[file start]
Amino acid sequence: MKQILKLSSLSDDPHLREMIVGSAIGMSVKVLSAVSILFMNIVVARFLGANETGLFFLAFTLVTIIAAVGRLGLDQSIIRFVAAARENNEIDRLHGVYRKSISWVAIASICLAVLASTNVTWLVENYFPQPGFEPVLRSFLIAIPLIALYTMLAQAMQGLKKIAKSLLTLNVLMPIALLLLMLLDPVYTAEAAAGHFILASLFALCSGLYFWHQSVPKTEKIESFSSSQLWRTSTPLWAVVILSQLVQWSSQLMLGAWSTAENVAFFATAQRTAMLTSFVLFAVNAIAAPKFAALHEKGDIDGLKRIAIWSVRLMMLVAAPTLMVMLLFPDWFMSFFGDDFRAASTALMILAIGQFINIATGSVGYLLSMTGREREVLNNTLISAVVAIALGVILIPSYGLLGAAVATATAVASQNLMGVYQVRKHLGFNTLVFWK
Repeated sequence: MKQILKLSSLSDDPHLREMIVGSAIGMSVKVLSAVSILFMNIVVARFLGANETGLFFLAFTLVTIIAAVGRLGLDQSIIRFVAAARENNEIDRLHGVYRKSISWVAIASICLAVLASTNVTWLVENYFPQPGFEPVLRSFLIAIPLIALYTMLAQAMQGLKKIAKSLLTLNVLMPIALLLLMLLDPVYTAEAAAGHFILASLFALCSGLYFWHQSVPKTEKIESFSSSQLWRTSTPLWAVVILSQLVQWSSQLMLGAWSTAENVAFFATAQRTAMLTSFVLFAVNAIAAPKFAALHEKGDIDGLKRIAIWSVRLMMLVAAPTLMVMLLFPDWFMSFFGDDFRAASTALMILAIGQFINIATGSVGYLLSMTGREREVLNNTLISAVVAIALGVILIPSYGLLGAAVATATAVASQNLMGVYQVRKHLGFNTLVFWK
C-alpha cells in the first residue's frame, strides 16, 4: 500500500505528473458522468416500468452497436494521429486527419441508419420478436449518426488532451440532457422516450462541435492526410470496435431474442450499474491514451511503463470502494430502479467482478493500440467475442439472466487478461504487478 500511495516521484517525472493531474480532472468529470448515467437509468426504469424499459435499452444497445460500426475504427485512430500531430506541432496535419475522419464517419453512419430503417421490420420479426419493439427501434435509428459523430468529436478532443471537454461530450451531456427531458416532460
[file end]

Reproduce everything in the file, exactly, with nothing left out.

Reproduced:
Amino acid sequence: MKQILKLSSLSDDPHLREMIVGSAIGMSVKVLSAVSILFMNIVVARFLGANETGLFFLAFTLVTIIAAVGRLGLDQSIIRFVAAARENNEIDRLHGVYRKSISWVAIASICLAVLASTNVTWLVENYFPQPGFEPVLRSFLIAIPLIALYTMLAQAMQGLKKIAKSLLTLNVLMPIALLLLMLLDPVYTAEAAAGHFILASLFALCSGLYFWHQSVPKTEKIESFSSSQLWRTSTPLWAVVILSQLVQWSSQLMLGAWSTAENVAFFATAQRTAMLTSFVLFAVNAIAAPKFAALHEKGDIDGLKRIAIWSVRLMMLVAAPTLMVMLLFPDWFMSFFGDDFRAASTALMILAIGQFINIATGSVGYLLSMTGREREVLNNTLISAVVAIALGVILIPSYGLLGAAVATATAVASQNLMGVYQVRKHLGFNTLVFWK
Repeated sequence: MKQILKLSSLSDDPHLREMIVGSAIGMSVKVLSAVSILFMNIVVARFLGANETGLFFLAFTLVTIIAAVGRLGLDQSIIRFVAAARENNEIDRLHGVYRKSISWVAIASICLAVLASTNVTWLVENYFPQPGFEPVLRSFLIAIPLIALYTMLAQAMQGLKKIAKSLLTLNVLMPIALLLLMLLDPVYTAEAAAGHFILASLFALCSGLYFWHQSVPKTEKIESFSSSQLWRTSTPLWAVVILSQLVQWSSQLMLGAWSTAENVAFFATAQRTAMLTSFVLFAVNAIAAPKFAALHEKGDIDGLKRIAIWSVRLMMLVAAPTLMVMLLFPDWFMSFFGDDFRAASTALMILAIGQFINIATGSVGYLLSMTGREREVLNNTLISAVVAIALGVILIPSYGLLGAAVATATAVASQNLMGVYQVRKHLGFNTLVFWK
C-alpha cells in the first residue's frame, strides 16, 4: 500500500505528473458522468416500468452497436494521429486527419441508419420478436449518426488532451440532457422516450462541435492526410470496435431474442450499474491514451511503463470502494430502479467482478493500440467475442439472466487478461504487478 500511495516521484517525472493531474480532472468529470448515467437509468426504469424499459435499452444497445460500426475504427485512430500531430506541432496535419475522419464517419453512419430503417421490420420479426419493439427501434435509428459523430468529436478532443471537454461530450451531456427531458416532460